Regular price: $34.95
Buy Now with 1 Credit
Buy Now for $34.95
The guided reviews are simply unsuited to reviewing the great courses series.
Ehrman has written books on the subject, but hearing him go through the material in the style of a lecture really helped me to understand early gnostic and heretical/non proto-orthodox beliefs.
If you're interested in the early formation of Christianity before the establishment of the orthodox canon, this is the way to go. Great work, great explanations, just plain great. Well worth the listen, fully recommended.
17 of 17 people found this review helpful
Would you consider the audio edition of Lost Christianities: Christian Scriptures and the Battles over Authentication to be better than the print version?
I did not reads the print version.
Who was your favorite character and why?
Interesting question for a course review. Um, Eucibius? Seriously, Professor Ehrman did a wonderful job of giving biographies of the various historical figures who were involved in both the creating of these books (where thay are known) and in those who criticized them. It gives a lot of insight into why various writing did or did not make it into the Christian canon.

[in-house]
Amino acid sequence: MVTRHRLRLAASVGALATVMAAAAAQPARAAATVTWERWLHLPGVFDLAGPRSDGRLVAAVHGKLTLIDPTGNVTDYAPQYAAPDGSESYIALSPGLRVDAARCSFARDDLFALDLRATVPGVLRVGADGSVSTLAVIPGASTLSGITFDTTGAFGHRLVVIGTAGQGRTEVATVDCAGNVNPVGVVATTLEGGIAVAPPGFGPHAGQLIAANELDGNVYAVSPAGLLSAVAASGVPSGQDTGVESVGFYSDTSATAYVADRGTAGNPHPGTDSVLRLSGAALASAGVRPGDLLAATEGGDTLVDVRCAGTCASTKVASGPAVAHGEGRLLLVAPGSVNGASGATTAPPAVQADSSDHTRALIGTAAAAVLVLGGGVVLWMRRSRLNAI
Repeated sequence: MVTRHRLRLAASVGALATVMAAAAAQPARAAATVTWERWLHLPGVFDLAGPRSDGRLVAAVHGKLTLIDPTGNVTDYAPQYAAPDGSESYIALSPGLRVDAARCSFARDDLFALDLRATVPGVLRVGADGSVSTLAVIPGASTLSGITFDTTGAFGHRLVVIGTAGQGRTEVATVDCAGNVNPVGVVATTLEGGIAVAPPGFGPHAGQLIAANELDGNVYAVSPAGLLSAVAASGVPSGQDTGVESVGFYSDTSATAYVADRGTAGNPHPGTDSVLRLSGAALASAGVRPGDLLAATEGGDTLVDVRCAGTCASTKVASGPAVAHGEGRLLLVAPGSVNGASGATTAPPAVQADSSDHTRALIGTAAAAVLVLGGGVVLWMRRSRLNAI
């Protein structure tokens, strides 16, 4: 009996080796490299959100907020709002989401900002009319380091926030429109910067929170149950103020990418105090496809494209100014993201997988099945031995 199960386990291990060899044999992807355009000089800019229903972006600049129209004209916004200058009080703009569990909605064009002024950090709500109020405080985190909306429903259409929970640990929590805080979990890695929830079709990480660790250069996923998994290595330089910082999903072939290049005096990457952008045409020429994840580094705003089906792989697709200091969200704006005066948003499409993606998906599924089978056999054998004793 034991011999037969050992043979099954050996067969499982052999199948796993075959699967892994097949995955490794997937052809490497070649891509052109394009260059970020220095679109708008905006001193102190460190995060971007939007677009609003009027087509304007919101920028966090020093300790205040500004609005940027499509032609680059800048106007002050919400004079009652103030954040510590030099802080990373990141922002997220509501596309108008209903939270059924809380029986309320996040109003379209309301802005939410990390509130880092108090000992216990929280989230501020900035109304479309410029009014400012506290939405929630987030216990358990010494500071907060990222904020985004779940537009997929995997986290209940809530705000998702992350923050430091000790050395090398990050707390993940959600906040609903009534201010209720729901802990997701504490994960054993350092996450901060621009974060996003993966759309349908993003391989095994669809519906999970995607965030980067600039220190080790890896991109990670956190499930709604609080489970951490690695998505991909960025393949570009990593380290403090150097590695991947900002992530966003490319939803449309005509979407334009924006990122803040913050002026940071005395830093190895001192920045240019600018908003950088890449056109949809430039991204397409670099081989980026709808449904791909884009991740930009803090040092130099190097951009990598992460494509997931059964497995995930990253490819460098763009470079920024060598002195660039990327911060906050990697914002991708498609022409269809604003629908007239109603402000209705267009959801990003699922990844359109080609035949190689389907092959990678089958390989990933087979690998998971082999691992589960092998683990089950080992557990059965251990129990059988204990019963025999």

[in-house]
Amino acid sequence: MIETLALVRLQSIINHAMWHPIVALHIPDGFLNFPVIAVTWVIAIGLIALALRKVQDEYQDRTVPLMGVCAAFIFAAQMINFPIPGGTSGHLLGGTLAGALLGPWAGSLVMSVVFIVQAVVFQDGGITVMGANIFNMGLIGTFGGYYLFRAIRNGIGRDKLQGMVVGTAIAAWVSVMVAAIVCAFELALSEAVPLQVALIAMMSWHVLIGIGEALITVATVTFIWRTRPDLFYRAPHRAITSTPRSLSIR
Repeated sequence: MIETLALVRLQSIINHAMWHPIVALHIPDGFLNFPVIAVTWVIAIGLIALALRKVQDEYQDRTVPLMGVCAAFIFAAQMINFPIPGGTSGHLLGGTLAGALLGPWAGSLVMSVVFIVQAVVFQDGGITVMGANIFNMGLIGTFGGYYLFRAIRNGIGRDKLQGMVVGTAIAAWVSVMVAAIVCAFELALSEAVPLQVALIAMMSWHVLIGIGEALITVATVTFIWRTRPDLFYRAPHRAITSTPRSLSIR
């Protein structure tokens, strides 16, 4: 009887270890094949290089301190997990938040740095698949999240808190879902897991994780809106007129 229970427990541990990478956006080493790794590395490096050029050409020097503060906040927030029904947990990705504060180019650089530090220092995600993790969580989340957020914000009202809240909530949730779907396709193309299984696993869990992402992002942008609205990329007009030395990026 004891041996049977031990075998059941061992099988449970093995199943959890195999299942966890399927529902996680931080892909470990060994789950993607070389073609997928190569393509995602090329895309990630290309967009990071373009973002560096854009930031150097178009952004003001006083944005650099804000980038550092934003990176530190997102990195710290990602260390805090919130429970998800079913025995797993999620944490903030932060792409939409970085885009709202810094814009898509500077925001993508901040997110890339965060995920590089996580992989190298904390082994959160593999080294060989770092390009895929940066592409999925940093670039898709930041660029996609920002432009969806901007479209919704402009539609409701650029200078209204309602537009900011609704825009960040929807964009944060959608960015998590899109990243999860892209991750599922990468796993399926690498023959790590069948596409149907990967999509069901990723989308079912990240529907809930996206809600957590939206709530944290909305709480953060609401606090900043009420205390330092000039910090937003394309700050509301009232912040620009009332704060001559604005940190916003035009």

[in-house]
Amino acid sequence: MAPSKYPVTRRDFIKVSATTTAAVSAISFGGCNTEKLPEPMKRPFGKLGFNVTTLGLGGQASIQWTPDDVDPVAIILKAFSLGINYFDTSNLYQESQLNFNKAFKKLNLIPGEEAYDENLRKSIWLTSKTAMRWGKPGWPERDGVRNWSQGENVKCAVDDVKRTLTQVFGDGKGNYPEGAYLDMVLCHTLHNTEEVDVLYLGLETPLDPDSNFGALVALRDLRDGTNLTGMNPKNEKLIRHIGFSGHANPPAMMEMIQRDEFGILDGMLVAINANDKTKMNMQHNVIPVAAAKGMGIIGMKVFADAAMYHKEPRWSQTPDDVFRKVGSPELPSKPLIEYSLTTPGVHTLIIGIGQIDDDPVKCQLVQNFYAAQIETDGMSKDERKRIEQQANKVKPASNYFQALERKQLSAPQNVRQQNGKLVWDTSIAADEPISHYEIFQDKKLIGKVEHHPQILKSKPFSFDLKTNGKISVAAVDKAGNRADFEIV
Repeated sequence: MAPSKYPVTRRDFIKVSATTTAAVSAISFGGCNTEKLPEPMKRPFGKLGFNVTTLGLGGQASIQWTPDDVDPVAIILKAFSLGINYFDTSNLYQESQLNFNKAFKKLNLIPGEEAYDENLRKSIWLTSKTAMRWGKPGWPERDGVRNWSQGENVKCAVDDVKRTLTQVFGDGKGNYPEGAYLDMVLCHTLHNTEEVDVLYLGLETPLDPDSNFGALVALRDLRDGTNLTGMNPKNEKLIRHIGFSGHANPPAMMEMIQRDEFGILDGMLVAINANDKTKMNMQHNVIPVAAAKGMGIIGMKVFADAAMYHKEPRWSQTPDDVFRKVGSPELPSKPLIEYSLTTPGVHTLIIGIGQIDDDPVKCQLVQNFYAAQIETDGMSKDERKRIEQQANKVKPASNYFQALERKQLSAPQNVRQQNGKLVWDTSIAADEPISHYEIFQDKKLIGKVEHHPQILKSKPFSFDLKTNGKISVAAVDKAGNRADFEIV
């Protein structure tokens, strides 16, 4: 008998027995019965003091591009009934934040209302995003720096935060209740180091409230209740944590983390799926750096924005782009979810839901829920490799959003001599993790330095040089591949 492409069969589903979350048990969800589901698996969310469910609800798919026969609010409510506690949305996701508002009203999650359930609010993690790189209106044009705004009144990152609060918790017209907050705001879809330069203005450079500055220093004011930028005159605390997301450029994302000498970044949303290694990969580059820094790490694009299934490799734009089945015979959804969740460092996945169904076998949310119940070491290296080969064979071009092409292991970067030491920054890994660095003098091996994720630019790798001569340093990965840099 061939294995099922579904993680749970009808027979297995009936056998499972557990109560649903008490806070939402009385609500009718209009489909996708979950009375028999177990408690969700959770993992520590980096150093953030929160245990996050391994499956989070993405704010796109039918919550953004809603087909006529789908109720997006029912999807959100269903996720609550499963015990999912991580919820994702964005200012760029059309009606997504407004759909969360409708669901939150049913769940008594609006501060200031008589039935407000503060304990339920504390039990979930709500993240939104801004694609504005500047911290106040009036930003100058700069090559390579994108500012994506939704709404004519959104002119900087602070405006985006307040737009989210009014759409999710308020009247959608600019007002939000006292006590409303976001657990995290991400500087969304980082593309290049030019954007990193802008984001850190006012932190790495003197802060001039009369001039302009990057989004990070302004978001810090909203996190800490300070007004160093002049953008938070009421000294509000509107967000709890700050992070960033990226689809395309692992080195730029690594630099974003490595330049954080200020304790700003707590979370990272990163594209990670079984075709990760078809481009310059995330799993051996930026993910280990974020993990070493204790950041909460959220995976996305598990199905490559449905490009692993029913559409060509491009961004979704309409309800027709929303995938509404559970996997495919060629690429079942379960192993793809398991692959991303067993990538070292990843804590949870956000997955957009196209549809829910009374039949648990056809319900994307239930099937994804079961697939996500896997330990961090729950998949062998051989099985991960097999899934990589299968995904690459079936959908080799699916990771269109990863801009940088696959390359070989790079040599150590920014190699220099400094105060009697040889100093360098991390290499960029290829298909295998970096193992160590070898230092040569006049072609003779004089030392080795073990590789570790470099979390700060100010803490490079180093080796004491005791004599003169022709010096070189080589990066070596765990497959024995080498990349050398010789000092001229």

Have you listened to any of Professor Bart D. Ehrman’s other performances before? How does this one compare?
Yes, he is an excellent scholar and an entertaining lecturer. I can't say that it is any better than any other, nor any worse. They are all excellent.
Did you have an extreme reaction to this book? Did it make you laugh or cry?
Fascinating question. At times, it did make me laugh, but it also helped me to understand some facits of Christianity that I have always found puzzling. Professor Ehrman is a true scholar and a wonderful lecturer.
Any additional comments?
If I were still attending college and had the opportunity to sign up for one of Prfoessor Ehrman's classes, I do it in a heartbeat.
4 of 4 people found this review helpful
this course expands on a theme that is often referred to in histories of early Cgristianity; variations frim orthodoxy.
I paired it with a history if Judaism in the late Second Temple Period which worked well fir me.
I have tried to find fault with Professor Ehrman's logic many times and inly occasionally made it as far as raised eyebrows.
A well-crafted and comprehensive series of lectures that are full of insights. Even so, the professor doesn't appear to be a friend of the church. He is less than generous towards conservative Christian scholarship